liquid water.  The research suggests that Pluto's initial chemical makeup,
inherited from cometary building blocks, was chemically modified by liquid
water, perhaps even in a sub-surface ocean.  However, the solar model also
satisfies some constraints.  While the research pointed to some interesting
possibilities, many questions remain to be answered.  The research builds
upon the success of the New Horizons and Rosetta missions to expand our
understanding of the origin and evolution of Pluto.  Using chemistry as a
detective's tool, scientists were able to trace certain features we see on
Pluto today to formation processes from long ago.  That leads to a new
appreciation of the richness of Pluto's 'life story', which we are only
now starting to grasp.


The Kepler planet-hunting spacecraft began the 18th observing campaign of
its extended mission, K2, on May 12.  For the next 82 days, Kepler will
stare at clusters of stars, faraway galaxies, and a handful of Solar-System
objects, including comets, objects beyond Neptune, and an asteroid.  The
Kepler spacecraft is expected to run out of fuel within several months.
Campaign 18 is a familiar patch of space, as it is approximately the same
region of sky that Kepler observed during Campaign 5 in 2015.  One of the
advantages of observing a field again is that planets outside the Solar
System, called exoplanets, may be found orbiting farther from their stars.
Astronomers hope not only to discover new exoplanets during this campaign,
but also to confirm candidates that were previously identified. 

Open star clusters are regions where many stars formed at roughly the same
time; they include Messier 67 and Messier 44, the latter also known as
Praesepe or the Beehive cluster.  Home to six known exoplanets, Praesepe
will be searched anew for objects that are transiting, or crossing, around
the same or other stars.  At approximately 800 million years old, the stars
in Praesepe are young in comparison with the Sun.  Many of those youthful
stars are active and have large spots that can reveal information about the
star's magnetic field, a fundamental component of a star that drives flaring
and other activity.  By comparing brightness data collected in Campaigns 18
and 5, scientists hope to learn more about how a star's spots cycle over

At several billion years, the Messier 67 cluster is much older and has many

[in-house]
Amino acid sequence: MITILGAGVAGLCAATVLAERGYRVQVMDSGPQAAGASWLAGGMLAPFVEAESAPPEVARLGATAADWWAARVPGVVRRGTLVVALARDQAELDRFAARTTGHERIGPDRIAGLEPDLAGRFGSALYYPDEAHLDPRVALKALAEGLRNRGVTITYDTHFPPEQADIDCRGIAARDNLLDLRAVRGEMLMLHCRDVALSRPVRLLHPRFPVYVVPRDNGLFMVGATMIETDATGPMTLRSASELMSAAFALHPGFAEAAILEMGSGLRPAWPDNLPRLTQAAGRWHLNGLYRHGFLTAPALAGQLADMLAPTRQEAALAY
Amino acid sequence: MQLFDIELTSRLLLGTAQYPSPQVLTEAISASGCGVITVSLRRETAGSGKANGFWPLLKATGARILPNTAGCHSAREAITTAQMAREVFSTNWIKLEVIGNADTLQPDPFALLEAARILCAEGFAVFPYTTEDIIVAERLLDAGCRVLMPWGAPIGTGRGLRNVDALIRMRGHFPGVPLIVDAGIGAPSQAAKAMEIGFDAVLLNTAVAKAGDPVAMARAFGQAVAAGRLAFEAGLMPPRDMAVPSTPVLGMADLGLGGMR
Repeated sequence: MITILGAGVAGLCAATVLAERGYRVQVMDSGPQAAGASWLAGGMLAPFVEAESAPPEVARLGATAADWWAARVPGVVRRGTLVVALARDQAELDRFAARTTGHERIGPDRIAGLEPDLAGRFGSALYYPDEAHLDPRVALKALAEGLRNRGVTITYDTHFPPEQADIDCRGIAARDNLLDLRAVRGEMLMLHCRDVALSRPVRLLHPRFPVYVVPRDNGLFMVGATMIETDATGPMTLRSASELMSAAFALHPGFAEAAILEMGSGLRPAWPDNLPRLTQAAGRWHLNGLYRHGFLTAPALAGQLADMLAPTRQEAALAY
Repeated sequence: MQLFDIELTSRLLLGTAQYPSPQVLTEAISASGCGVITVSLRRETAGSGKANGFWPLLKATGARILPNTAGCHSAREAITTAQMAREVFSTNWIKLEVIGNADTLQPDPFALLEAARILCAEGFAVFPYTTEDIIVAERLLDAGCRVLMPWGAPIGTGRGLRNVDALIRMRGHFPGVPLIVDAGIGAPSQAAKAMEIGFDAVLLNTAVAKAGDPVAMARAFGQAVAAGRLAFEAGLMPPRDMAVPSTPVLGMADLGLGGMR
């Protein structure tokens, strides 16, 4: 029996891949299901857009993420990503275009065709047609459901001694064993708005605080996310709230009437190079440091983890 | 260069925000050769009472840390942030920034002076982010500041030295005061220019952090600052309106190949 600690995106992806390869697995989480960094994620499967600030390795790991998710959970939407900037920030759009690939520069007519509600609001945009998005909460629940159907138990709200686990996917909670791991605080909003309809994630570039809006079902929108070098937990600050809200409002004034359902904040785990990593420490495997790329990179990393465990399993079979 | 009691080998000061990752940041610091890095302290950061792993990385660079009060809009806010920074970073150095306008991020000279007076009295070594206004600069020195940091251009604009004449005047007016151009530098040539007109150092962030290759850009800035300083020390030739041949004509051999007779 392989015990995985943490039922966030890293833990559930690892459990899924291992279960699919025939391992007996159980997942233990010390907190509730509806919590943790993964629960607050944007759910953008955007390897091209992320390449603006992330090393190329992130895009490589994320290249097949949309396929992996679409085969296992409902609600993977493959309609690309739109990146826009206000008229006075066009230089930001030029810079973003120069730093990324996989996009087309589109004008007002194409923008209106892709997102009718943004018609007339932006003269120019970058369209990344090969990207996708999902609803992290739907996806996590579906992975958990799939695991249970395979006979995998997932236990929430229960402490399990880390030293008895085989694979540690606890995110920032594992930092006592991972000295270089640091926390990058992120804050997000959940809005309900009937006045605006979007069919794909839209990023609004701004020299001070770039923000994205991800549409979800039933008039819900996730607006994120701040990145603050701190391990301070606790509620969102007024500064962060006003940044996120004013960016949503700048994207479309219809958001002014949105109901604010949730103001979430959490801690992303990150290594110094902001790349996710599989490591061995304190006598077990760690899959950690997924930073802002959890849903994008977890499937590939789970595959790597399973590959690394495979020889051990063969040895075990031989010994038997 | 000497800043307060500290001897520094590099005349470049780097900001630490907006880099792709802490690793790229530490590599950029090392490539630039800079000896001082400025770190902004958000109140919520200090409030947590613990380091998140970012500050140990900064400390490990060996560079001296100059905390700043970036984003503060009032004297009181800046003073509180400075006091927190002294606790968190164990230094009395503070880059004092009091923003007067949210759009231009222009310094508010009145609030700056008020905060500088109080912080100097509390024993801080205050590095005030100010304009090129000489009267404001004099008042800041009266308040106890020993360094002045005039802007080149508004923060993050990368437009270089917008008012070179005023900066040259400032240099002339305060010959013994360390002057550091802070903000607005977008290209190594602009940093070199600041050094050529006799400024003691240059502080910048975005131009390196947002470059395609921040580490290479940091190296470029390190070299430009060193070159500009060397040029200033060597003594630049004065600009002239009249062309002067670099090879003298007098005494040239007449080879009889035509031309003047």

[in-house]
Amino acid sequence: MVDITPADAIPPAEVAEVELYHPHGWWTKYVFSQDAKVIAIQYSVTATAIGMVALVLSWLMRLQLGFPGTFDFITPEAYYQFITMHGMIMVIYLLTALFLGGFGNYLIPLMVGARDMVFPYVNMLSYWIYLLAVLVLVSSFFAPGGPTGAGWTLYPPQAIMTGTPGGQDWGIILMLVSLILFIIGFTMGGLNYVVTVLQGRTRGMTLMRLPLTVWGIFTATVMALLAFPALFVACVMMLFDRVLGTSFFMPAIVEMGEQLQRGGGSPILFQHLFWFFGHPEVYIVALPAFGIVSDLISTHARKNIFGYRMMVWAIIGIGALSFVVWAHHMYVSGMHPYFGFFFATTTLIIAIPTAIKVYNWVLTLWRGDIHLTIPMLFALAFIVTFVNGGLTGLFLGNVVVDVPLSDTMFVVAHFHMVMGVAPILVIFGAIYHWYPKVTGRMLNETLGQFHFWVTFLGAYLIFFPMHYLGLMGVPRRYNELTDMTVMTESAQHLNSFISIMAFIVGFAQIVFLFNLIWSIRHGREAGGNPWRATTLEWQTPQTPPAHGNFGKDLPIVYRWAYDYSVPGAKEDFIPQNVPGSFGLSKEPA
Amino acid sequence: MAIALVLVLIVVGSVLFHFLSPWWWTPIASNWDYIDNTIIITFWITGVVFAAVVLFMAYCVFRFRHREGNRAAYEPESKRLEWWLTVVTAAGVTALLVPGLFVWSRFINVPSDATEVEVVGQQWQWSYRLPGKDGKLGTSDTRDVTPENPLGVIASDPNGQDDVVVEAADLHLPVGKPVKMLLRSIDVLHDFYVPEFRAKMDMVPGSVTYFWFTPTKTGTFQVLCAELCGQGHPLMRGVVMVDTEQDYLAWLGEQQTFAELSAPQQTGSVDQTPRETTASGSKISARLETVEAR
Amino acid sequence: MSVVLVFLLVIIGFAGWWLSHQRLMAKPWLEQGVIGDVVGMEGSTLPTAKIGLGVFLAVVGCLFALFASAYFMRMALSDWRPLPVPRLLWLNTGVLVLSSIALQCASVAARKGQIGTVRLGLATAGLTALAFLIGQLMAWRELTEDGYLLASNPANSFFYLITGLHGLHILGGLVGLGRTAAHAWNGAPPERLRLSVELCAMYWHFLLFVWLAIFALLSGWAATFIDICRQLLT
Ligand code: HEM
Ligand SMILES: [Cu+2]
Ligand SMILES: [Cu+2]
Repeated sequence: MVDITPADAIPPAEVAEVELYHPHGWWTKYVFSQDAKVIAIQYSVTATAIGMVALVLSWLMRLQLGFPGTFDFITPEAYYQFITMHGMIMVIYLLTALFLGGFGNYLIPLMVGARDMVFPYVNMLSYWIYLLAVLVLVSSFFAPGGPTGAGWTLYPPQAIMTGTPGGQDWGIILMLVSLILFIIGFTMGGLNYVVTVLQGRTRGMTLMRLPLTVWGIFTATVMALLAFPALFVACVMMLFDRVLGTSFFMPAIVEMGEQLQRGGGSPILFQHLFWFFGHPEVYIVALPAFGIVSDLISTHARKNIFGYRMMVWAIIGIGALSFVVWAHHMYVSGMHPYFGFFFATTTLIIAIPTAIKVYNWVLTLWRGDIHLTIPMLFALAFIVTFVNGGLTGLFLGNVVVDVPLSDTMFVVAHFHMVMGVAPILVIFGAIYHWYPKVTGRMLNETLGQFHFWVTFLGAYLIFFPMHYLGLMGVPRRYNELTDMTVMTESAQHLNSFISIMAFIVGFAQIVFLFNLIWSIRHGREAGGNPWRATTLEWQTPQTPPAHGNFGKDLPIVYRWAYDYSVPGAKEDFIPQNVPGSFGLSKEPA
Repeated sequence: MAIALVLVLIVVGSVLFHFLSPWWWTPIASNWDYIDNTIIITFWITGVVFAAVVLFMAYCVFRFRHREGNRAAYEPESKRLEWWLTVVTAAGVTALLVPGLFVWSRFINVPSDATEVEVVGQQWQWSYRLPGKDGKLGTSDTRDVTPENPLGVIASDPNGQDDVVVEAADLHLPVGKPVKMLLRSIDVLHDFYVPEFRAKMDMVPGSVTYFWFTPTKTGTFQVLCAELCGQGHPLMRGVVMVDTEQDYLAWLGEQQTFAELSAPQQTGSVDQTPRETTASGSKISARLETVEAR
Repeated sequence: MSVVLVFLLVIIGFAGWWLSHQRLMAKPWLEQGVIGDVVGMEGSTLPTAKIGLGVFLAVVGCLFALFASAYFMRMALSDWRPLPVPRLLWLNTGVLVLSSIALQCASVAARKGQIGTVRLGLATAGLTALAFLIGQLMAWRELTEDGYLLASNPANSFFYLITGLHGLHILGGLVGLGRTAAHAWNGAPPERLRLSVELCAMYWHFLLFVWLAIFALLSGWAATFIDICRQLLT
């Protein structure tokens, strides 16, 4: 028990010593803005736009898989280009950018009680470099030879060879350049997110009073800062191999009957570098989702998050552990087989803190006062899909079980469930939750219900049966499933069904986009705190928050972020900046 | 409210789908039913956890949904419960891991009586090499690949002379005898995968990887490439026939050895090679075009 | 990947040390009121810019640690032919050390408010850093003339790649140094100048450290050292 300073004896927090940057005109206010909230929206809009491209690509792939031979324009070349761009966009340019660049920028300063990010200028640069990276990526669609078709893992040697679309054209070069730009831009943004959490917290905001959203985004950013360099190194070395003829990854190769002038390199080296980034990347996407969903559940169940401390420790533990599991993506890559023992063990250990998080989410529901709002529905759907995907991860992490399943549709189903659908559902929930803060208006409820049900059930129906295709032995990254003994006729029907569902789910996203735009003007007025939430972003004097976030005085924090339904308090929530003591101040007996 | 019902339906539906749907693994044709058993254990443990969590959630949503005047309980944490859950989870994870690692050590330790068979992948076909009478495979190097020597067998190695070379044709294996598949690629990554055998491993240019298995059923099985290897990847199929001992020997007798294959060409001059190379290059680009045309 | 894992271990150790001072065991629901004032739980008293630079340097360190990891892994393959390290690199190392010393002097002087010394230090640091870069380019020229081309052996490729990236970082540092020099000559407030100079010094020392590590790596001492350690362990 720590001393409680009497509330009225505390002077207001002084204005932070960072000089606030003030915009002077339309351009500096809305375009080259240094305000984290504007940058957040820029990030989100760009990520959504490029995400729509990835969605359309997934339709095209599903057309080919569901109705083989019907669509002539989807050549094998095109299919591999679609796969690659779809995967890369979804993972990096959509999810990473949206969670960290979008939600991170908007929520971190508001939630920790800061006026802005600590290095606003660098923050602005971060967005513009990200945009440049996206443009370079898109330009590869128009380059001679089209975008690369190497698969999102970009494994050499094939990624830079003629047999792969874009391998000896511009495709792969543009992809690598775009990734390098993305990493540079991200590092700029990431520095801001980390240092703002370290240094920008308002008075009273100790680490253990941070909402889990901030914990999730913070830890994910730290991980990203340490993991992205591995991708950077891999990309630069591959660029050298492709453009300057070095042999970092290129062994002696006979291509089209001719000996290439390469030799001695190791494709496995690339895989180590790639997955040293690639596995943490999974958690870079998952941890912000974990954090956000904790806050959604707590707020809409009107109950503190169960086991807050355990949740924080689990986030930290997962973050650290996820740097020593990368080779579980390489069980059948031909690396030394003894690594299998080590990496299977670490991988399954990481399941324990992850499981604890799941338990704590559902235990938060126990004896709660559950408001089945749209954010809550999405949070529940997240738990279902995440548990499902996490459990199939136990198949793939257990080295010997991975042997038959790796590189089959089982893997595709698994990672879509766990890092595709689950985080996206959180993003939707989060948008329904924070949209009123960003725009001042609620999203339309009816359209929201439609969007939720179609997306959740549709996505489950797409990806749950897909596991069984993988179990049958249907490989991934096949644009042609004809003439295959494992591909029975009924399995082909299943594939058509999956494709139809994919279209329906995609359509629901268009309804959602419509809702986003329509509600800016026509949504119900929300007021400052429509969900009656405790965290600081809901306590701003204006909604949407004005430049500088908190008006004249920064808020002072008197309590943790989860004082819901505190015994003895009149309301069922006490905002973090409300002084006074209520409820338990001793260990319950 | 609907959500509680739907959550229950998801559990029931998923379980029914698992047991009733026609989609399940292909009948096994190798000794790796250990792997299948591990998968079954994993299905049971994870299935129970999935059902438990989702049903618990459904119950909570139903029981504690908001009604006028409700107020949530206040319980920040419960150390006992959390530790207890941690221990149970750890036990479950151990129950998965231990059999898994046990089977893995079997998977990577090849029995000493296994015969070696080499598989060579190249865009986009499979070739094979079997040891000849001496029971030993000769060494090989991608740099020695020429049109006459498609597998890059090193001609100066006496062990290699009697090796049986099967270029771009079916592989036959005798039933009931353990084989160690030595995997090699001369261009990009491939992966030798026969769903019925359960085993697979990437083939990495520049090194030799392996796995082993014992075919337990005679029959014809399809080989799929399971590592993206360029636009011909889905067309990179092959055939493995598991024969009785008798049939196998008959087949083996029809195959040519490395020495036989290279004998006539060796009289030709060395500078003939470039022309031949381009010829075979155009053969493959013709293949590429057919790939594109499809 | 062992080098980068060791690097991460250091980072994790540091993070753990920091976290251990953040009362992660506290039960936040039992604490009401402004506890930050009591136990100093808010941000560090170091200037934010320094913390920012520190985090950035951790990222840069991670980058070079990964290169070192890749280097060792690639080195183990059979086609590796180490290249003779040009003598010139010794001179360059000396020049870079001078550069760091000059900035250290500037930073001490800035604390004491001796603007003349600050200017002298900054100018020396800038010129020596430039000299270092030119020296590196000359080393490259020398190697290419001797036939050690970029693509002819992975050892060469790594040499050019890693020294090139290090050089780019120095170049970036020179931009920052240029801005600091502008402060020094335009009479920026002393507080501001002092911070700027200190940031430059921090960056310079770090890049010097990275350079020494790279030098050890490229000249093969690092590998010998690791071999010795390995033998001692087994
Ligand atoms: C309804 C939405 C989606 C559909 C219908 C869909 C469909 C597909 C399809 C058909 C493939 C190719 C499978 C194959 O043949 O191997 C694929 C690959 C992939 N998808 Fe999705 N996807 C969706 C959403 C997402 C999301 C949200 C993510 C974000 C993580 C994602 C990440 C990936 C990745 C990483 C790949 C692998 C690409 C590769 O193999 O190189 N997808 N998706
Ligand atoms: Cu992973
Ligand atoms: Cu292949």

Sun-like stars.  It is one of the best-studied open clusters in the sky.
[The moderator of these Bulletins was among the authors in the 1980s of
papers that gave radial velocities for no fewer than 170 stars in the M67
field and spectroscopic orbits for 22 of them.]  Astronomers will continue
their studies of stellar astrophysics by analyzing M67's stars for changes
in brightness.  They will search for the signatures of exoplanets, observe
the pulsations of evolved stars, and measure the rotation rates of many
other stars in the cluster.  Beyond the star clusters, Kepler will observe
blazars, the energetic nuclei of faraway galaxies with black holes in their
centres.  Those objects propel jets of hot plasma towards the Earth (though
they are far too distant to affect us).  The most notable of the targets is
OJ 287, a system hosting two black holes in orbit around each other, one of
which is 18 billion times the mass of the Sun!  Even closer to home,
Kepler will look at Solar-System objects, including comets, trans-Neptunian
objects, and the near-Earth asteroid 99942 Apophis.  That 1,000-foot chunk
of rock will pass within 20,000 miles of the Earth in the year 2029 -- close
astronomically but still far enough away not to pose any danger to the Earth.

Case Western Reserve University

Astronomers have been observing M51, the Whirlpool Galaxy, since the 1800s;
its signature spiral structure informed the earliest debates over the nature
of galaxies and the cosmos at large.  But no one -- not with the naked eye
or with increasingly powerful modern telescopes -- had ever seen what
astronomers first observed with a refurbished 75-year-old telescope in the
mountains of southwest Arizona.  What it was turned out to be a massive
cloud of ionized hydrogen gas spewed from a nearby galaxy and then
essentially 'cooked' by radiation from the galaxy's central black hole. 
The discovery of the giant gas cloud, first observed in 2015, potentially
provides astronomers with an unexpected 'front-row seat' to view the
behaviour of a black hole and the associated galaxy as it consumes and
'recycles' hydrogen gas.  We know of a few clouds like it in distant
galaxies, but not in one so 'close' to us.  It gives astronomers a great
opportunity to study up 'close' how gas is ejected from galaxies and how
black holes can influence large regions of space around those galaxies.